This was especially important during the first weeks because converting euros into zloty, krona, and florints was a nightmare. Before my trip I worked out the basic conversions for each country and had them at the front of my travel journal ready, but of course things got a bit complicated when ATM and bureau charges were taken off. As we got further into the trip I got more relaxed as I became much better at mental maths, but given I came home with a literal sack full of spare change I feel like I could have done a better job…
GO TO THE BALKANS.
Just go. Now. Or next summer. Whenever you can – you MUST. As soon as we left Hungary and ventured into Romania, we felt like the richest people alive. Our touristy bits up until this point consisted of arriving in a city, hanging out in our hostel, only seeing what could be seen by foot, and not exactly living life to the full given we couldn’t afford any more than the above.
But in Romania and Bulgaria we could do all that AND visit cool castles and ruins. For those who like to play the “I don’t like to be a touristy tourist” card, then these places are for you – most of the tourists around were locals visiting from other parts of the country, and there were no Busabout party crowds in site. My only regret is that we hadn’t spent more time exploring the region.
That was how we did it: 6 countries in 27 days, for approximately £1200. In hindsight we could have done it even cheaper. Our interrail passes set us back at least £219 (plus extras for reservations) and it would have been cheaper and often faster to go by bus (especially in the Balkans). Having finally gotten my paycheck in the third week I was able to relax and not stress out so much over money, but even then I managed to stick to the same budget. If I were to do it all over again, I would extend the trip and fit in some workaways en route. Overall, Eastern Europe was a backpackers cheap dream, and if I could I would do it all again in a heartbeat!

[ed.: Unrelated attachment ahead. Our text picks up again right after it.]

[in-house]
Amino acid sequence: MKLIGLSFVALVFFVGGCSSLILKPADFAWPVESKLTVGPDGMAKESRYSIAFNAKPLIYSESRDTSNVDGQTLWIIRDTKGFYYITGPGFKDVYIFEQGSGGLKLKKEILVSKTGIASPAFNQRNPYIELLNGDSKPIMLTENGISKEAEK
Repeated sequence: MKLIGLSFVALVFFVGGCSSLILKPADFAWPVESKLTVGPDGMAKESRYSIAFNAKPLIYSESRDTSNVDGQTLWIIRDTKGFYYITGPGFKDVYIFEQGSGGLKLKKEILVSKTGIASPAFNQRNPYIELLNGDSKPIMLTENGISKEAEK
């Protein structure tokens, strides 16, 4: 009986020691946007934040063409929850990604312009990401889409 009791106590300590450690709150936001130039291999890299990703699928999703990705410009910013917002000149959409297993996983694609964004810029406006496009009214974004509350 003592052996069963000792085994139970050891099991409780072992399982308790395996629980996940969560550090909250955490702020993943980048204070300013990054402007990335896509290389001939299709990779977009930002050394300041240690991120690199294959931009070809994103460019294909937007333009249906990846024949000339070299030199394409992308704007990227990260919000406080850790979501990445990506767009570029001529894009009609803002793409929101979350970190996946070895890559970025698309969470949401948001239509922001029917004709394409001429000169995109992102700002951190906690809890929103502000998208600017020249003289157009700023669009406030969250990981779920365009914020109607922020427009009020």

Interrail pass: £219 (10 days within 22 day pass)
Everything else: £750 (approx.)
Note: This post was written 1 year after the trip, shortly after the UK voted to leave the European Union and the pound subsequently dropped its value. At the time of the trip, my budget was closer to £20 a day, however the same trip today would cost closer to £27. Interrail passes have also gone up in price to £252, as they have changed from 10 days within 22 day pass to a 10 days within 1 month pass.